092909A Lecture on Probability

092909A Lecture on Probability - A Lecture on Probability...

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Lecture on Probability A Lecture on Probability Rob Leachman 10 E10 September 29, 2009 Sep 29, 2009 Basic Probability 1
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ncertainty Uncertainty lmost all decisions involve some level of Almost all decisions involve some level of uncertainty ategories of uncertainty Categories of uncertainty – Unknown but knowable for some cost and effort (e.g., overconfidence test) – Some residual level of uncertainty, but we can describe range and likelihood – Completely unknown • Probability is suited for category 2 Sep 29, 2009 Basic Probability 2
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robability theory Probability theory robability theory grew out of gambling Probability theory grew out of gambling, which dates at least as far back as ancient gypt Egypt • First formal probability theory was ublished by Pascal circa 1700 published by Pascal circa 1700 • A useful pictorial aid for thinking about probability is the Venn Diagram • Let S denote all possible outcomes Sep 29, 2009 Basic Probability 3
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robability Rules Probability Rules • Let A and B denote particular subsets of the set f all possible outcomes The probability of of all possible outcomes S . The probability of A, which we denote as P ( A ), is the fraction of total utcomes in at belong to outcomes in S that belong to A. • By definition, P ( S ) = 1. Moreover, 1 ) ( 0 A P • If A is a subset of B, then • The set of outcomes not in A is called the ) ( ) ( B P A P complement of A , denoted by A c . Note that P ( A c ) = 1 – P ( A ). (This is called the subtraction rule.) Sep 29, 2009 Basic Probability 4
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enn Diagram Venn Diagram S A B As drawn, A and B have some outcomes common in common. P{A or B} = P{A and not B} = P{A} + P{B} – P{A and B} P{A} – P{A and B} Sep 29, 2009 Basic Probability 5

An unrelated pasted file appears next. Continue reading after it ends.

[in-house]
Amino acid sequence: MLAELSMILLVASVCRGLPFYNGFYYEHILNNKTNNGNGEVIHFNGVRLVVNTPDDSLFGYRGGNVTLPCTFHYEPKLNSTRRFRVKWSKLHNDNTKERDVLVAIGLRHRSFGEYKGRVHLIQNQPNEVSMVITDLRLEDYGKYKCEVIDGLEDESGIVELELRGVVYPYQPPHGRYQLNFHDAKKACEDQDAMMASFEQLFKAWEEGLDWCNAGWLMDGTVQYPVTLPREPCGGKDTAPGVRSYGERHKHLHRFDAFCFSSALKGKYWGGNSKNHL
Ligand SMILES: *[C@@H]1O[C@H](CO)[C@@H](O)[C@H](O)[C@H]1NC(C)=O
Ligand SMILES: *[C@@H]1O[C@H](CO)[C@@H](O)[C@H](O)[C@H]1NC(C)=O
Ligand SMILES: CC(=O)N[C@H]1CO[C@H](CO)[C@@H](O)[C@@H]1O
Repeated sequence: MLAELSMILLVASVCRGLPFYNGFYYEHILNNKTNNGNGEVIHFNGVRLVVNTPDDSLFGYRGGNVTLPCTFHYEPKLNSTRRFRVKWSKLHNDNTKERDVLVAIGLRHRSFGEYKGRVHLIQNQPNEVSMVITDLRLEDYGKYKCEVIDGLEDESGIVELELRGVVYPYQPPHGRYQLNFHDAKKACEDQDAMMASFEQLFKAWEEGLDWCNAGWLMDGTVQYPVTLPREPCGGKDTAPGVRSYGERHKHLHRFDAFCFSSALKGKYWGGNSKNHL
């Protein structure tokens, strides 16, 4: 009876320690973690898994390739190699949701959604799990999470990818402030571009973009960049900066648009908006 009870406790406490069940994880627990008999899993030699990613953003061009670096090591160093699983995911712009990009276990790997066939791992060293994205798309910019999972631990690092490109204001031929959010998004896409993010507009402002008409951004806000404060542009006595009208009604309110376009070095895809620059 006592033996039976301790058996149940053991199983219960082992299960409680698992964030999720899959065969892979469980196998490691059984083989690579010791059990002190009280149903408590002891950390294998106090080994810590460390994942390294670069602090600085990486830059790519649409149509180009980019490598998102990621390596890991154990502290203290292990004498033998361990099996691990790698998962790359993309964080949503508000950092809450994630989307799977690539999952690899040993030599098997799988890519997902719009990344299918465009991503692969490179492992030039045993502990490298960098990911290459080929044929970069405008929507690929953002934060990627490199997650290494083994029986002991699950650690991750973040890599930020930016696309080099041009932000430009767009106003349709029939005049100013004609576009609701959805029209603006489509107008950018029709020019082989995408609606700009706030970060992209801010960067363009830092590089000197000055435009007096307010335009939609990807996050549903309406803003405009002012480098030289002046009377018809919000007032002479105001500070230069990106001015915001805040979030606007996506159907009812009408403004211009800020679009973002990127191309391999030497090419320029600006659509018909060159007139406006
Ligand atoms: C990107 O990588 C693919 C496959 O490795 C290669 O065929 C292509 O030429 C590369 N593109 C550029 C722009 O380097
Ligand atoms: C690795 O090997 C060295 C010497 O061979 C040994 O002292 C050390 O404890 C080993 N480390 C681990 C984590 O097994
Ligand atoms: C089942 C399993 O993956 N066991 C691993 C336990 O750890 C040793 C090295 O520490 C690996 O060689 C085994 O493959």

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robability Rules Probability Rules • The addition rule is P ( A or B ) = P ( A ) + P ( B ) – P ( A and B ). In particular, if A and B re utually exclusive .e., no events in are mutually exclusive (i.e., no events in common), then P ( A or B ) = P ( A ) + P ( B ). • Example: Roll a die. A = {2, 4, 6}, i.e., we get an even number. B = {1, 2, 3}. Then P(A or B ) = 3/6 + 3/6 – 1/6 = 5/6. Sep 29, 2009 Basic Probability 6
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nother Example Another Example • Suppose 50% of beer drinkers like Anchor team 40% like Becks 30% like both Steam, 40% like Becks, 30% like both. • Let P ( A ) = probability a random beer rinker likes Anchor Steam = drinker likes Anchor Steam, P ( B ) = probability a random beer drinker likes ecks We are given =05 = Becks. We are given P ( A ) 0.5, P ( B ) 0.4, P ( A and B ) = 0.3. hat is the probability a random drinker What is the probability a random drinker likes either one? P(A r B = 0.5 + 0.4 .3 = 0.6 Sep 29, 2009 Basic Probability 7 ( o )0 50 03 06
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xample (cont ) Example (cont.) • What is the probability a random drinker likes Anchor Steam but not Becks?
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092909A Lecture on Probability - A Lecture on Probability...

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